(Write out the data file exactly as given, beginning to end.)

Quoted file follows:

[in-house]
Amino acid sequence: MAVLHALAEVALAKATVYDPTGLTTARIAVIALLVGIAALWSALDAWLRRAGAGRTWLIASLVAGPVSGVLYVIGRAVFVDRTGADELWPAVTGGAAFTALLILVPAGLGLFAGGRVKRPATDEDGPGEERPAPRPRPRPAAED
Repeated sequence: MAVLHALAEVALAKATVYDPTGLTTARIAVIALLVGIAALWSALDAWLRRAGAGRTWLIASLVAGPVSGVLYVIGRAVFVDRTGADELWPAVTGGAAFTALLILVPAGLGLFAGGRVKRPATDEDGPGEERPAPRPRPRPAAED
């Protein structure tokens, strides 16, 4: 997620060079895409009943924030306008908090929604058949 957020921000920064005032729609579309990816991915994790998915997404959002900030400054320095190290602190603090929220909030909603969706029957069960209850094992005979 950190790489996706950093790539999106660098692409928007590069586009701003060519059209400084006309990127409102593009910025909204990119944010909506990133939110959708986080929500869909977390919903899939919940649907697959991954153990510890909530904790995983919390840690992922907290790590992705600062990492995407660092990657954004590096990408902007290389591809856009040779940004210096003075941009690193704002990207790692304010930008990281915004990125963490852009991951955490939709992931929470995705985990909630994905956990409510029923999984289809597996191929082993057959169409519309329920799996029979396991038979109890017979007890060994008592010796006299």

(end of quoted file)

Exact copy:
[in-house]
Amino acid sequence: MAVLHALAEVALAKATVYDPTGLTTARIAVIALLVGIAALWSALDAWLRRAGAGRTWLIASLVAGPVSGVLYVIGRAVFVDRTGADELWPAVTGGAAFTALLILVPAGLGLFAGGRVKRPATDEDGPGEERPAPRPRPRPAAED
Repeated sequence: MAVLHALAEVALAKATVYDPTGLTTARIAVIALLVGIAALWSALDAWLRRAGAGRTWLIASLVAGPVSGVLYVIGRAVFVDRTGADELWPAVTGGAAFTALLILVPAGLGLFAGGRVKRPATDEDGPGEERPAPRPRPRPAAED
């Protein structure tokens, strides 16, 4: 997620060079895409009943924030306008908090929604058949 957020921000920064005032729609579309990816991915994790998915997404959002900030400054320095190290602190603090929220909030909603969706029957069960209850094992005979 950190790489996706950093790539999106660098692409928007590069586009701003060519059209400084006309990127409102593009910025909204990119944010909506990133939110959708986080929500869909977390919903899939919940649907697959991954153990510890909530904790995983919390840690992922907290790590992705600062990492995407660092990657954004590096990408902007290389591809856009040779940004210096003075941009690193704002990207790692304010930008990281915004990125963490852009991951955490939709992931929470995705985990909630994905956990409510029923999984289809597996191929082993057959169409519309329920799996029979396991038979109890017979007890060994008592010796006299």